Use this URL to cite or link to this record in EThOS: http://ethos.bl.uk/OrderDetails.do?uin=uk.bl.ethos.498154
Title: An institutional analysis of governance structures : how institutional carriers influence decision making in Brazilian environmental-education internet-mediated communities
Author: Hercheui, Magda David
Awarding Body: London School of Economics and Political Science
Current Institution: London School of Economics and Political Science (University of London)
Date of Award: 2007
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Abstract:
This thesis presents an investigation on the institutionalisation of four Brazilian Internet-mediated communities that provide debate and organize political mobilization related to the education on environmental issues. Drawing on new institutionalism, this research claims that institutional factors influence how these collectivities structure their governance and decision-making processes. More specifically, this study adopts W. Richard Scott's (2001) framework on institutional carriers to analyse the phenomenon of the diffusion of a segregated decision-making process, which Simon (1997 [1945]) claims is an instance of centralization present in hierarchical organizations, in communities that declare to be attempting to create network-like organizational structures. The comparative case study, based on qualitative methodology (in-depth, semi-structured interviews), reveals that laws, power and authority systems, cognitive schema, jobs, roles, scripts and Internet tools, among other institutional carriers, influence the communities in reproducing centralized governance structures. Furthermore, this research highlights how social actors interpret and reproduce such social structures in their environment. This research balances the role of both social structures and agency to understand how institutional forms diffuse through the studied virtual communities. Empirical evidence suggests social actors embed institutionalised social structures in their practices through adapting them to the situation, which includes the cultivation of mechanisms of legitimation and sanctions of patterned behaviour.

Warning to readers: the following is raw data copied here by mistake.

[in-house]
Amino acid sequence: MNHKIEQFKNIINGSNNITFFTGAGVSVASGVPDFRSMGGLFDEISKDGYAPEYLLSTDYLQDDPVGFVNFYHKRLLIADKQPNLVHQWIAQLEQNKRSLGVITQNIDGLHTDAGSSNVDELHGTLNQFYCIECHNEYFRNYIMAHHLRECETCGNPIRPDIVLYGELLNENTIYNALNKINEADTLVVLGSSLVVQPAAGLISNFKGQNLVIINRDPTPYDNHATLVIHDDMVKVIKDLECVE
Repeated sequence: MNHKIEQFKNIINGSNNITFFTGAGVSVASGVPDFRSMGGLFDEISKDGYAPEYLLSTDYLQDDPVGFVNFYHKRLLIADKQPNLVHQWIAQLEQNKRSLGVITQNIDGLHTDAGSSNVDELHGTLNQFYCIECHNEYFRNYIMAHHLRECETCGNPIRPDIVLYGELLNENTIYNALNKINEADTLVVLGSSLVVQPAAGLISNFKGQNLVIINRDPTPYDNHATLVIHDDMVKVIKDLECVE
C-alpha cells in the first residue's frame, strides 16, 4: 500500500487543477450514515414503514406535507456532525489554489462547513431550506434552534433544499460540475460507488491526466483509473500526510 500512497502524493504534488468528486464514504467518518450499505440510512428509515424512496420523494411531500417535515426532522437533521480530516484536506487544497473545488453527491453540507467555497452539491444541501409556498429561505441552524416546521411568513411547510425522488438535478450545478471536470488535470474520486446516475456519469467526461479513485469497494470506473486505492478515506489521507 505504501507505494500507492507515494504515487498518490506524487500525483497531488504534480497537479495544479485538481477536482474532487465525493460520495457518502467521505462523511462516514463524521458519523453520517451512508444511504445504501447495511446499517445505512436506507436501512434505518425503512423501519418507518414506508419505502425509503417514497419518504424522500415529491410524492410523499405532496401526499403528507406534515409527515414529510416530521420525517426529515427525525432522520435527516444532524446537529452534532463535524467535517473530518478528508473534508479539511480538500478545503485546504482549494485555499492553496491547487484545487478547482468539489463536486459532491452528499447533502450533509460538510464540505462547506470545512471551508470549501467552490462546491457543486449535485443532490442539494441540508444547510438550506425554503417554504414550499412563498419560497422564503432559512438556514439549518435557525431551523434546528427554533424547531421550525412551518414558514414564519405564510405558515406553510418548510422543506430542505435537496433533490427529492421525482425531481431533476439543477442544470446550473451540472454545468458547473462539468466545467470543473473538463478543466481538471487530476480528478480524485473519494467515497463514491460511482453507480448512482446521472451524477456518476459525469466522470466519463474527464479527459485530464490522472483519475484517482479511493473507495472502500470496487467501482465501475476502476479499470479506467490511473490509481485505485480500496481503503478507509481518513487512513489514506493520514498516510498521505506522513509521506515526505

Supervisor: Not available Sponsor: Not available
Qualification Name: Thesis (Ph.D.) Qualification Level: Doctoral
EThOS ID: uk.bl.ethos.498154  DOI: Not available
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